Network Operator Perspectives on NFV priorities for 5G

Tetsuya Nakamura
Principal Systems Architect, Network Technologies

Feb 21, 2017

Today, twenty-three network operators published a white paper to guide the industry on priorities for NFV to deliver the industry vision for 5G systems: "Network Operator Perspectives on NFV priorities for 5G". The network operator co-authors include Bell Canada, BT, CableLabs, CenturyLink, China Mobile, China Unicom, Colt, Deutsche Telekom, KDDI, KT, NTT, NTT DOCOMO, Orange, Portugal Telecom, Rogers, SK Telecom, Sprint, STC, Swisscom, Telecom Italia, Telefonica, Telenor, and Vodafone. As managing editor for this white paper, I worked closely with colleagues from these leading organizations to document some key consensus requirements that we want the 5G standards community to take into account in their upcoming specification work.

We believe the evolved 5G network will be characterized by agile resilient converged fixed/mobile networks based on NFV and SDN technologies and capable of supporting network functions and applications encompassing many different networks and services domains. The breadth of foreseen 5G use cases and environments implies high scalability, ultra-low latency and ability to support a massive number of concurrent sessions, as well as ultra-high reliability and security. To achieve these ambitious goals, Network Slicing, Cloud-native design principles, End-to-end Service Management, Edge Computing, RAN Cloudification, Multi-site/domain Services, NFV License Management, Security, Reliability, and Scalability are important enablers as outlined in some detail in this paper.

In an era of increasingly stretched resources, it is vitally important for standards development organizations and open source communities to avoid re-invention and wasteful duplication of effort. Hence, an important message is to encourage reference to the extensive body of foundational NFV specification work already published by the ETSI NFV Industry Specification Group over the past four years as the basis for 5G.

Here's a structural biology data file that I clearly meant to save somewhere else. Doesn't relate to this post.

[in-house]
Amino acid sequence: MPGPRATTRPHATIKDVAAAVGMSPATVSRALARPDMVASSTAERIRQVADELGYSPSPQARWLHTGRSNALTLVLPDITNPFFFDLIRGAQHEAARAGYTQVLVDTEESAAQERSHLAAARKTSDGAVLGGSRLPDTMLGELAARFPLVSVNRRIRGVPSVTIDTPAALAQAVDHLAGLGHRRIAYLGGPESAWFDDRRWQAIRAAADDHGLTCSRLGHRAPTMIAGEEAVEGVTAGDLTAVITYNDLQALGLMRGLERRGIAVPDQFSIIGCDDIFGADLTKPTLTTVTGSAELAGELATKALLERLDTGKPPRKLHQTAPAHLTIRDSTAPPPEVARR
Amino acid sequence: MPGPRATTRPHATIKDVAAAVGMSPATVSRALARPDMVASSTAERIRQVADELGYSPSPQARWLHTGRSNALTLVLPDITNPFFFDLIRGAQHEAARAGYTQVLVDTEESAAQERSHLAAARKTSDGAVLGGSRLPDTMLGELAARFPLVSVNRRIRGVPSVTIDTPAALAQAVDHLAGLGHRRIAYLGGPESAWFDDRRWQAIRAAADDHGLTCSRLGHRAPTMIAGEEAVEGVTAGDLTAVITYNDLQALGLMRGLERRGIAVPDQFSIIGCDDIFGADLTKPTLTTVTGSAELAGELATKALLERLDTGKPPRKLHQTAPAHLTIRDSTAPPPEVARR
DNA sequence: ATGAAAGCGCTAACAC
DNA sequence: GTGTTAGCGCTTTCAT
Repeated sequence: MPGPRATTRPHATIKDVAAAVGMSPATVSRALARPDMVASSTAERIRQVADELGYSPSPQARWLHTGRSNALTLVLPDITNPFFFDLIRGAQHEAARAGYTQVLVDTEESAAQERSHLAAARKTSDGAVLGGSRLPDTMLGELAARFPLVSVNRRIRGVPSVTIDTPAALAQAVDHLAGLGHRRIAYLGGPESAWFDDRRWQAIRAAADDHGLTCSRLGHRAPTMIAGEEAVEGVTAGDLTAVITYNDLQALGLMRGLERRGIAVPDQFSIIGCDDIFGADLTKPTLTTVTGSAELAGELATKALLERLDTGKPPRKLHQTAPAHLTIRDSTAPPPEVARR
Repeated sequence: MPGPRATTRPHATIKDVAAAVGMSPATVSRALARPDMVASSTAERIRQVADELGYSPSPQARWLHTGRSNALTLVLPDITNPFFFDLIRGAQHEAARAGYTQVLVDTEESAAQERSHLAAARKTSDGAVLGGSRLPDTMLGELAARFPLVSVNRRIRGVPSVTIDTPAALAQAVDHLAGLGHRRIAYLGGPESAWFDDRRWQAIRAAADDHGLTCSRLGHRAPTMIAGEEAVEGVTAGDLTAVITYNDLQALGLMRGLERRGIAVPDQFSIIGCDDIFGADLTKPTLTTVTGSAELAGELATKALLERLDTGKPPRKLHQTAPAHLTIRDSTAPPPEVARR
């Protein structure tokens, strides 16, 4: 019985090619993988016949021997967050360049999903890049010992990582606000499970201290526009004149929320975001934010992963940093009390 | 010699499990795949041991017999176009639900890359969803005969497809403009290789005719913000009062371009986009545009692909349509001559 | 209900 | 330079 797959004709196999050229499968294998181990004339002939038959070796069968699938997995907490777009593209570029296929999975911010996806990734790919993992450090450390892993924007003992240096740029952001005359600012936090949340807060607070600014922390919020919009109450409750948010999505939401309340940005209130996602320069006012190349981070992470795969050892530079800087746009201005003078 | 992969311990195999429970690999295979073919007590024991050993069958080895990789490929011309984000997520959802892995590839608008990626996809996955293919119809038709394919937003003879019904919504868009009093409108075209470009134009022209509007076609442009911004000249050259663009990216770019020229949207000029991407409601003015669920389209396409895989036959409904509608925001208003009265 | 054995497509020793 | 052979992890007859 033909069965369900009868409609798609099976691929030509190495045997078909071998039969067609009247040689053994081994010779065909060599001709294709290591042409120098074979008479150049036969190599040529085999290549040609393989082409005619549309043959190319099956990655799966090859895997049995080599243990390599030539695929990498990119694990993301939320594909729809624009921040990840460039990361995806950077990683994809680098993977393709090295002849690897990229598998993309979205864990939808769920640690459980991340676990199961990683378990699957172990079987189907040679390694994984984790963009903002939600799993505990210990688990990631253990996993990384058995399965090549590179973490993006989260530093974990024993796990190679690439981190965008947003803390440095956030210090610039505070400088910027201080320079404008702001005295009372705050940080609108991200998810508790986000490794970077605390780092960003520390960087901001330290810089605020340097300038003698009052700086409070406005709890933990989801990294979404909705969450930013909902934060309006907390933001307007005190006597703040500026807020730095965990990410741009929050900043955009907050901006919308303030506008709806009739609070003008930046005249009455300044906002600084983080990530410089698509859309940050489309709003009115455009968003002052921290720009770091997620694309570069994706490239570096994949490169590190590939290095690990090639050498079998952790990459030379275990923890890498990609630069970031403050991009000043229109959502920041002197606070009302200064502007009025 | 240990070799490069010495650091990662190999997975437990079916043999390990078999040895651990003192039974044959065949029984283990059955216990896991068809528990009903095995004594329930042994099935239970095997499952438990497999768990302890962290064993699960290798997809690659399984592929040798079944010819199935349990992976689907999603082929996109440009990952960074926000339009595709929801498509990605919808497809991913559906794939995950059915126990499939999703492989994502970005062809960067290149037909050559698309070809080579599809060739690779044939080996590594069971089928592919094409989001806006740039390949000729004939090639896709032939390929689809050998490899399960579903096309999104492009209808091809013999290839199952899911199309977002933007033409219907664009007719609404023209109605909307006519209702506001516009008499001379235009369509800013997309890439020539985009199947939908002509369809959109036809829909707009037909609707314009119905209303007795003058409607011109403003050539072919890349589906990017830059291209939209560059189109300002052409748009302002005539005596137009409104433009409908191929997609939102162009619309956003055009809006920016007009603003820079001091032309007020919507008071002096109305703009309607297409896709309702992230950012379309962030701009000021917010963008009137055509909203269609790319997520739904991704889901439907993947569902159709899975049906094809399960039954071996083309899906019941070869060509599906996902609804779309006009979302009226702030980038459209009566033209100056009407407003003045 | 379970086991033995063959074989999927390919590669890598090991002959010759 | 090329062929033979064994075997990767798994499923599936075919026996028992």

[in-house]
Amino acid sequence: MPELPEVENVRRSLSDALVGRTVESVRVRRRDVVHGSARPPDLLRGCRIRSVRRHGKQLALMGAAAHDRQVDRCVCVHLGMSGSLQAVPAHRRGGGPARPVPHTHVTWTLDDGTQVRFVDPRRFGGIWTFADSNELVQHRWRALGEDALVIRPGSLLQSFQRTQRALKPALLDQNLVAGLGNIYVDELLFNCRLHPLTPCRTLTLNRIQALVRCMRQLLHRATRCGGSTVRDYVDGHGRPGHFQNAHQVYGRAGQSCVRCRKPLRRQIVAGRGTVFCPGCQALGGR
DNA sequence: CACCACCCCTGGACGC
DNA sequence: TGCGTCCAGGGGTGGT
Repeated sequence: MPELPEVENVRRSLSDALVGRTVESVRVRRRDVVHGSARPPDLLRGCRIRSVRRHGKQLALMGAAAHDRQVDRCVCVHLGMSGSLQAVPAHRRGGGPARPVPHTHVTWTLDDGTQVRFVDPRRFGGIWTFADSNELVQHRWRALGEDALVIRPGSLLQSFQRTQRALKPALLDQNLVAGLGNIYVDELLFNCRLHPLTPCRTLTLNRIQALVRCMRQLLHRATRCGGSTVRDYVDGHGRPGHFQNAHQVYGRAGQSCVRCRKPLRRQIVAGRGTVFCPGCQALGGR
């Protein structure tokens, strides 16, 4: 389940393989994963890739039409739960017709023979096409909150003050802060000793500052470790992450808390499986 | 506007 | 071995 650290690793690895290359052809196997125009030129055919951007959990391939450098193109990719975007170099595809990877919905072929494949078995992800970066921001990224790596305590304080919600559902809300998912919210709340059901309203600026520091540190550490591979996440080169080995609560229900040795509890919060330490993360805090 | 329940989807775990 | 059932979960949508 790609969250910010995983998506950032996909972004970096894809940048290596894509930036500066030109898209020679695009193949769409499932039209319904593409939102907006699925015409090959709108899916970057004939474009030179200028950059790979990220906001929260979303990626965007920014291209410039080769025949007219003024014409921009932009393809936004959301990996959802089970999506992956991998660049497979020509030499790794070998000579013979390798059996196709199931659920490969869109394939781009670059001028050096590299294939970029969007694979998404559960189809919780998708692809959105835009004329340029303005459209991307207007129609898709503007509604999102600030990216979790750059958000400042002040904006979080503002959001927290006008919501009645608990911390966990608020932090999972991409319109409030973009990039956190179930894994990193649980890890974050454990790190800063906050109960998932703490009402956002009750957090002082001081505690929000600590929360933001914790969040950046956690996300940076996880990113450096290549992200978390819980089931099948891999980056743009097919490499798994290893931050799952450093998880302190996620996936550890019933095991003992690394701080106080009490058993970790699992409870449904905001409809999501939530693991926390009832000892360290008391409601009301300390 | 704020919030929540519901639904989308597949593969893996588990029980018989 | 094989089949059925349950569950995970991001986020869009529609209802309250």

As managing editor, I believe this white paper should be used as guidance for the wider industry on how NFV should be used to realize 5G use cases.

What is CableLabs Doing in this Space?

The cable network will provide an ideal foundation for 5G because it is ubiquitous and already supports millions of Wi-Fi nodes in places where the majority of wireless data is consumed. It has high capacity for both Access and Backhaul. It is highly reliable and has low intrinsic latency because it is based on optical fiber which penetrates deep into the access network feeding wideband coaxial cables reaching all the way to the end-user premises. Moreover, it is a multi-node remotely powered access topology ideally suited to support the connection of the large number of small cells close to homes and businesses that will be needed for 5G.

A multi-faceted CableLabs R&D program is addressing the key technologies required for 5G around NFV and SDN that we are executing on behalf of our cable operator stakeholders. For example, CableLabs is progressing an intensive study of virtualized provisioning of the cable access network to enable programmability, our NFV/SDN reference platform is based on OPNFV and we are looking ahead to support 5G using an end-to-end virtualized architecture that includes low latency edge compute nodes located at the cable head-end. In addition, we are seeking to accelerate NFV/SDN interoperability through CableLabs’ Kyrio subsidiary which has built an interoperability lab where vendors can work together with operators to toward their NFV and SDN solutions.

By Tetsuya Nakamura, Principal Architect, Strategy & Innovation, CableLabs


OPNFV’s Inaugural Plugfest Hosted by CableLabs

OPNFV’s Inaugural Plugfest Hosted by CableLabs Tetsuya Nakamura

Tetsuya Nakamura
Principal Systems Architect, Network Technologies

May 16, 2016

OPNFV’s first Plugfest was held at CableLabs’ facility in Louisville, CO. This event, which focused on deployment and integration of OPNFV as well as Virtual Network Function (VNF) applications, was open to both OPNFV members and non-members.

A key goal of the Plugfest was to fortify OPNFV's already unique testing projects and infrastructure (functional and performance) across new use cases from OPNFV members and other interested parties.  Forty one participants from nineteen organizations--including three non-members--from around the world attended. They brought their key NFV use cases and the technologies needed to bring them to fruition. Many commented that the in-person collaboration was a major benefit.

OPNFV began eighteen months ago as an effort to ensure that open source projects such as OpenStack, OpenDaylight and others can be integrated into a carrier-grade environment that fully supports the performance and availability requirements of service provider networks.

Accordingly, OPNFV, along with CableLabs and Kyrio, hosted the plugfest to help establish testing criteria and find testing solutions to ensure NFV interoperability.

Mitchell Ashley, President and General Manager of Kyrio said, “Kyrio was founded by CableLabs to bring innovations and expertise to the market.  Our experienced engineers are thought leaders in NFV. We congratulate OPNFV on its inaugural plugfest! It supports our mission to guide the community in virtualizing network services.”